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Open Access Publications from the University of California

Comparative Effectiveness Research of Adjunctive Methods in Controlling Peri-Implant Mucositis Intervention A Systematic Review Analysis

  • Author(s): Javadi, Shadi
  • Advisor(s): Chiappelli, Francesco
  • et al.

Introduction and Objective: Peri-implant mucositis is a very common condition affecting the gingival tissue around dental implants. It is an inflammation of the tissues, characterized by bleeding on probing around the implant. This condition is the initial step of a more severe condition called peri-implantitis, which is very difficult to treat. With increased number of implant placements in patients, the length of time each dental implant is supposed to serve, and the price of replacing the implant after failure, the importance of maintaining a healthy tissue around implants has become a fundamental issue. Mechanical debridement is the proposed treatment of peri-implant mucositis, which may be accompanied by adjunctive methods to increase the efficacy of treatment. These options include but are not limited to photodynamic therapy, chlorhexidine, antibiotics, etc.

Due to the importance and prevalence of peri-implant mucositis, the establishment of a treatment protocol is called for. If the addition of adjunctive treatments reduces the inflammation, they can be added to the mechanical debridement approach. Since there are multiple adjunctive methods, there is a need to conduct a comparative effectiveness research to provide scientific information regarding the best option. The aim of this study is to find out whether addition of adjunctive methods to mechanical debridement improves the results of controlling peri-implant mucositis. This improvement can be measured by bleeding on probing scores before and after the intervention.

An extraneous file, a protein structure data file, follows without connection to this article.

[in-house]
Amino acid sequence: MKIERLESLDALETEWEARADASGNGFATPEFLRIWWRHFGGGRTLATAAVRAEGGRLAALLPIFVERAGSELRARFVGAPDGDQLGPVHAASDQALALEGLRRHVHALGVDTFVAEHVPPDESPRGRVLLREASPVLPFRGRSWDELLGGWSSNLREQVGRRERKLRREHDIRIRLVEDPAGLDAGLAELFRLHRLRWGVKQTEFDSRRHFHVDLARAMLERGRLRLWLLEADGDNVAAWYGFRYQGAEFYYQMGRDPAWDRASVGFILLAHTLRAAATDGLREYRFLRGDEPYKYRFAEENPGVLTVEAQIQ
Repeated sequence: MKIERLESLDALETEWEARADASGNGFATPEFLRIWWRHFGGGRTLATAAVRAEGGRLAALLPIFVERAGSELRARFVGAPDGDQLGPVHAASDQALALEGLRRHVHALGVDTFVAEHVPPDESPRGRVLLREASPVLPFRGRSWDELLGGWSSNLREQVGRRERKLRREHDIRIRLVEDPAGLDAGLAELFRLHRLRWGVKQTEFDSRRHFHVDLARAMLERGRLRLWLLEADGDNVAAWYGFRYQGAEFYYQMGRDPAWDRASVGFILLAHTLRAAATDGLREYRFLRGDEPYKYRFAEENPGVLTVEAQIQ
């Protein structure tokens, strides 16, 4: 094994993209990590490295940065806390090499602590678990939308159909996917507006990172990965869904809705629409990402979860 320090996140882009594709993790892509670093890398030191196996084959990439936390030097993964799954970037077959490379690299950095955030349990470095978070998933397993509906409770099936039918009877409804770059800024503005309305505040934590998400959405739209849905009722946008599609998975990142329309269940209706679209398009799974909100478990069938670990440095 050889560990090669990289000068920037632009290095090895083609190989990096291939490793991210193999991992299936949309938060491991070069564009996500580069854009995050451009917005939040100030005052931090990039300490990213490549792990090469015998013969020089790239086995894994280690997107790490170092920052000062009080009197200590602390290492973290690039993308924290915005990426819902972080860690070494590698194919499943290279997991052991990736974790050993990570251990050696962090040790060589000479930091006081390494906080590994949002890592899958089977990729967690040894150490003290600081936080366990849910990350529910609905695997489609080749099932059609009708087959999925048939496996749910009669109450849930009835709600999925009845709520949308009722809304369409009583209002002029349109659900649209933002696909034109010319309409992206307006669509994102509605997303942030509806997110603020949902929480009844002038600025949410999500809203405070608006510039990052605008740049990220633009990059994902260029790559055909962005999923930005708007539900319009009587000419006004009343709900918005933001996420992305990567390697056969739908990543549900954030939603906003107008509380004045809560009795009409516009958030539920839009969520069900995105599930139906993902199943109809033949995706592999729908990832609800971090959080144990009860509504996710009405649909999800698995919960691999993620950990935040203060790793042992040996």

Methods: Search for systematic reviews, observational studies, and randomized clinical trials studies was done using the National Library of Medicine-PubMed, Cochrane library, the American Dental Association (ADA) web Library, and hand search. The relevance of the identified systematic reviews and clinical trials studies to the study and PICOTS questions was assessed using the inclusion and exclusion criteria. The quality of evidence was achieved using the CONSORT-2010 checklist instrument.

Results: Three out of five randomized clinical trials were considered as high quality studies. We were unable to perform a Meta-analysis due to the heterogeneity in the methods and results of the retained articles.

Conclusion: Based on the results of the three retained randomized clinical trials, chlorhexidine might or might not reduce the bleeding on probing scores around dental implants and antibiotics showed no short term differences.

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